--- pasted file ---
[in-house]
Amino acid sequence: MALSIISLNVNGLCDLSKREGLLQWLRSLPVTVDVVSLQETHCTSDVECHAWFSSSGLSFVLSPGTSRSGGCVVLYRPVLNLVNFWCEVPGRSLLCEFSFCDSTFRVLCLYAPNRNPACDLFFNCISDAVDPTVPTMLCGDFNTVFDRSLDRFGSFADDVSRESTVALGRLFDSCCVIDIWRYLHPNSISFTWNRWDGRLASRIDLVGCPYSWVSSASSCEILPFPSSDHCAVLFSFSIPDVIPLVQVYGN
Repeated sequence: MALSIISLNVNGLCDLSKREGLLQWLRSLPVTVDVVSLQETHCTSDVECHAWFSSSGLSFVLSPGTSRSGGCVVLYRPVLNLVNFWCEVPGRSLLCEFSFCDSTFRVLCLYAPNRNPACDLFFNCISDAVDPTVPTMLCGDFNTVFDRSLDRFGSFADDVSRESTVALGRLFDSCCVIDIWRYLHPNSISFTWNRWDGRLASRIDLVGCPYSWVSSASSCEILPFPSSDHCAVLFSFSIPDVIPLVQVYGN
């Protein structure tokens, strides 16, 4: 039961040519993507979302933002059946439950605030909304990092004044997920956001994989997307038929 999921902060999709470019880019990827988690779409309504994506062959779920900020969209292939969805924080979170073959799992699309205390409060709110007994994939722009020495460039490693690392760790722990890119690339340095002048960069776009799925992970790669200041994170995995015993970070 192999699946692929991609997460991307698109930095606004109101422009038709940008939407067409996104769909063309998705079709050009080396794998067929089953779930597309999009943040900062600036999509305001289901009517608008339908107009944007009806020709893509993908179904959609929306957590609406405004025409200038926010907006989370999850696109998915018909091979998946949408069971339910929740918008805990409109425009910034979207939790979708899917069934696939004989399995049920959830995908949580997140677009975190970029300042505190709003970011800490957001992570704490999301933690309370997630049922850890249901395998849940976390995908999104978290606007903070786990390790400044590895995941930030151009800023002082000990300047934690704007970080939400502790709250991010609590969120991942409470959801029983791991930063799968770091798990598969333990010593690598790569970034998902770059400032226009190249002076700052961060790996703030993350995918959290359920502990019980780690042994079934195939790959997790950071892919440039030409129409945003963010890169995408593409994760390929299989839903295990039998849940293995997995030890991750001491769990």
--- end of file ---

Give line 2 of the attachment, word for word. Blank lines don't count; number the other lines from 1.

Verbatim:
Amino acid sequence: MALSIISLNVNGLCDLSKREGLLQWLRSLPVTVDVVSLQETHCTSDVECHAWFSSSGLSFVLSPGTSRSGGCVVLYRPVLNLVNFWCEVPGRSLLCEFSFCDSTFRVLCLYAPNRNPACDLFFNCISDAVDPTVPTMLCGDFNTVFDRSLDRFGSFADDVSRESTVALGRLFDSCCVIDIWRYLHPNSISFTWNRWDGRLASRIDLVGCPYSWVSSASSCEILPFPSSDHCAVLFSFSIPDVIPLVQVYGN